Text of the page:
In one embodiment of the invention, the liquid crystal display device further includes a black mask having a light blocking area. The light blocking area is located in positional correspondence with the vertical orientation area.

In one embodiment of the invention, a surface area of the vertical orientation area is not more than 50% with respect to a total surface area of the pixels.

According to still another aspect of the invention, a method for producing a liquid crystal display device includes the steps of forming an electrode on a substrate and forming another electrode on another substrate; forming alignment layers respectively on the substrates so as to cover the electrodes; performing alignment treatment of the alignment layers so as to form a plurality of regions in each of pixels, the plurality of regions having different reference orientation directions; and forming a vertical orientation area having a property for aligning the liquid crystal molecules vertically with respect to the substrates in a prescribed part of at least one of the alignment layers.

In one embodiment of the invention, the step of forming the vertical orientation area includes the step of radiating light to the prescribed part.

In one embodiment of the invention, light radiated in the step of radiating light is selected from the group consisting of ultraviolet, visible light, and infrared.

In one embodiment of the invention, the light radiated in the step of radiating light is a laser beam.

In one embodiment of the invention, the step of forming the vertical orientation area includes the step of radiating an energy beam selected from the group consisting of an electron beam, an ion beam and an X-ray to the prescribed part.

In one embodiment of the invention, the step of forming the vertical orientation area includes the step of performing surface treatment of the prescribed part using a material selected from the group consisting of a surface-active agent, an acid solution and a reactive gas.

In one embodiment of the invention, the step of forming the vertical orientation area includes the step of forming the prescribed part into a shape identical with a shape of a region in which the liquid crystal molecules are to be aligned vertically with respect to the substrates.

In one embodiment of the invention, the step of forming the vertical orientation area includes the steps of removing the prescribed part of at least one of the alignment layers; and forming another alignment layer in a part where the prescribed part has been removed.

According to still another aspect of the invention, a method for producing a liquid crystal display device includes the steps of forming an electrode on a substrate and forming another electrode on another substrate; forming alignment layers having a property for aligning liquid crystal molecules horizontally with respect to the substrates respectively on the substrates so as to cover the electrodes; and forming a vertical orientation area having a property for aligning the liquid crystal molecules vertically with respect to the substrates in a prescribed part of at least one of the alignment layers.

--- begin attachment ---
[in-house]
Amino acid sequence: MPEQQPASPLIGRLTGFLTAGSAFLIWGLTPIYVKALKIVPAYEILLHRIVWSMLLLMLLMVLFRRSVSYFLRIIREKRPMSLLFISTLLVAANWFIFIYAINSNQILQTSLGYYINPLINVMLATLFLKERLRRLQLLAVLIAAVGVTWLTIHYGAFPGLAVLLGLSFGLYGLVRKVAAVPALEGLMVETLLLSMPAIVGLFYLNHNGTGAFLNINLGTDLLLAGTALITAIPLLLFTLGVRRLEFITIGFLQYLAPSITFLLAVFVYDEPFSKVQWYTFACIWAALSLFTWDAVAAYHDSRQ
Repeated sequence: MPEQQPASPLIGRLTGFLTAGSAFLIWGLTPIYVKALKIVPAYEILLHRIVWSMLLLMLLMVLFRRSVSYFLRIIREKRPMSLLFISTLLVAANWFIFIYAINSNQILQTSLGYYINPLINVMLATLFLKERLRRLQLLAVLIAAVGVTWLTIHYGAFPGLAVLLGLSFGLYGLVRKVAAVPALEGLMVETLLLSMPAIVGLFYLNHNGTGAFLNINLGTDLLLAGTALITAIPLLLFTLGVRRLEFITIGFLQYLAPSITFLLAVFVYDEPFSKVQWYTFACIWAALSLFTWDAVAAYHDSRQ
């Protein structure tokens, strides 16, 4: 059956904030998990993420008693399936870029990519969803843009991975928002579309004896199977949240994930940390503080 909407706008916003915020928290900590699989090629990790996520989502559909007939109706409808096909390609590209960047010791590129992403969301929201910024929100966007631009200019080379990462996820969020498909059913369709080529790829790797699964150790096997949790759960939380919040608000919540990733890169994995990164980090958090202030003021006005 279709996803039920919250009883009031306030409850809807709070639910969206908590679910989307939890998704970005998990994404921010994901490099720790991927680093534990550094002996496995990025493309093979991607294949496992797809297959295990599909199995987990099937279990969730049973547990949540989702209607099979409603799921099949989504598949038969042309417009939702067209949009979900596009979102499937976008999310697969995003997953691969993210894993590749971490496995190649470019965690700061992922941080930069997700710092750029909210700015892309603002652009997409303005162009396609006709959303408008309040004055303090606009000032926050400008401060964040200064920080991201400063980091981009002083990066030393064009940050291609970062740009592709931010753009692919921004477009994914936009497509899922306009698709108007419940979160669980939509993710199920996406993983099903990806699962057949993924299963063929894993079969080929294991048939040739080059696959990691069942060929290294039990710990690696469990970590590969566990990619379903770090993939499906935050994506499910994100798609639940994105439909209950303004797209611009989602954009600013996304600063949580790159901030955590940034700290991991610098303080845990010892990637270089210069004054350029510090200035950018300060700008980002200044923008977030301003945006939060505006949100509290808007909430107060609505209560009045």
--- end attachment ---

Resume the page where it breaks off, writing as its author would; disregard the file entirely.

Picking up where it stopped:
Thus, the invention described herein makes possible the advantages of providing a liquid crystal display device having an improved viewing angle performance and a method for producing such a liquid crystal display device.

These and other advantages of the present invention will become apparent to those skilled in the art upon reading and understanding the following detailed description with reference to the accompanying figures.

BRIEF DESCRIPTION OF THE DRAWINGS

FIG. 1 is a partial cross sectional view of a conventional TN LCD device illustrating the orientation direction of liquid crystal molecules;

FIG. 2 is a plan view of the conventional TN LCD device shown in FIG. 1 illustrating the orientation direction of liquid crystal molecules;

FIG. 3 is a graph illustrating dependence of the light transmittance on the viewing angle of a conventional TN LCD device;

FIG. 4 is a graph illustrating the light transmittance as a function of the voltage applied to a conventional TN LCD device;

FIGS. 5A through 5C are schematic illustrations showing dependence of the viewing angle performance on the voltage applied to a conventional TN LCD device;

FIG. 6 is a top view of one pixel of a conventional TN LCD device;

FIG. 7 is a graph illustrating dependence of the light transmittance on the viewing angle of the conventional TN LCD device shown in FIG. 6;